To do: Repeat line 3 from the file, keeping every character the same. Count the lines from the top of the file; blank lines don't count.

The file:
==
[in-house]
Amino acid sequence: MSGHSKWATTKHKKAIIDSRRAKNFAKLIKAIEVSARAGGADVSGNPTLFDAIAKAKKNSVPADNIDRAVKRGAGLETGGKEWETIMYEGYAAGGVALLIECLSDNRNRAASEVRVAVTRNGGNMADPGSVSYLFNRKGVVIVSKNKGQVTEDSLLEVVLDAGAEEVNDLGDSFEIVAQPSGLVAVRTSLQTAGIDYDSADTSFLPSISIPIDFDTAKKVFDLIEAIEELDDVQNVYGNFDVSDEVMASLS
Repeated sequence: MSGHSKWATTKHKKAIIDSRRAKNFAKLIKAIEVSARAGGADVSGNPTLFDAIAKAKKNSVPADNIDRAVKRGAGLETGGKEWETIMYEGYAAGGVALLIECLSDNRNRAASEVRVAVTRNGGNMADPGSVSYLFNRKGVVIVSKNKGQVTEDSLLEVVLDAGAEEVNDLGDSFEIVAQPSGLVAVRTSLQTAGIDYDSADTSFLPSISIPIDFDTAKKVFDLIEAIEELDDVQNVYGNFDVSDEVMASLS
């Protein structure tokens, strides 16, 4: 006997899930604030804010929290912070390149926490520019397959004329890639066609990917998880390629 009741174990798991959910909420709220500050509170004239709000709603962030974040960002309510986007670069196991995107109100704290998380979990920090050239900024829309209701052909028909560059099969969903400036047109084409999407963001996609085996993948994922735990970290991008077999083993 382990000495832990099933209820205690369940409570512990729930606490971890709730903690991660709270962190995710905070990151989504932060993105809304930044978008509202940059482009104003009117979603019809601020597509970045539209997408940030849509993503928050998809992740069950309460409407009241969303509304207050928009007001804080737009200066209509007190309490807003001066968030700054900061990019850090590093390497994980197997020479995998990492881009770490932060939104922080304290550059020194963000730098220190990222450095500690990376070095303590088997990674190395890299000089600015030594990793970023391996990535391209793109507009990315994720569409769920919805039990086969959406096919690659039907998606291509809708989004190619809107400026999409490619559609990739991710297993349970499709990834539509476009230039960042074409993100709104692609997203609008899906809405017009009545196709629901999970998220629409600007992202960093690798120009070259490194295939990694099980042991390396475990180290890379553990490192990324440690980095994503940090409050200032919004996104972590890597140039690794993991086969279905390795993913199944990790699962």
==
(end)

Repeated sequence: MSGHSKWATTKHKKAIIDSRRAKNFAKLIKAIEVSARAGGADVSGNPTLFDAIAKAKKNSVPADNIDRAVKRGAGLETGGKEWETIMYEGYAAGGVALLIECLSDNRNRAASEVRVAVTRNGGNMADPGSVSYLFNRKGVVIVSKNKGQVTEDSLLEVVLDAGAEEVNDLGDSFEIVAQPSGLVAVRTSLQTAGIDYDSADTSFLPSISIPIDFDTAKKVFDLIEAIEELDDVQNVYGNFDVSDEVMASLS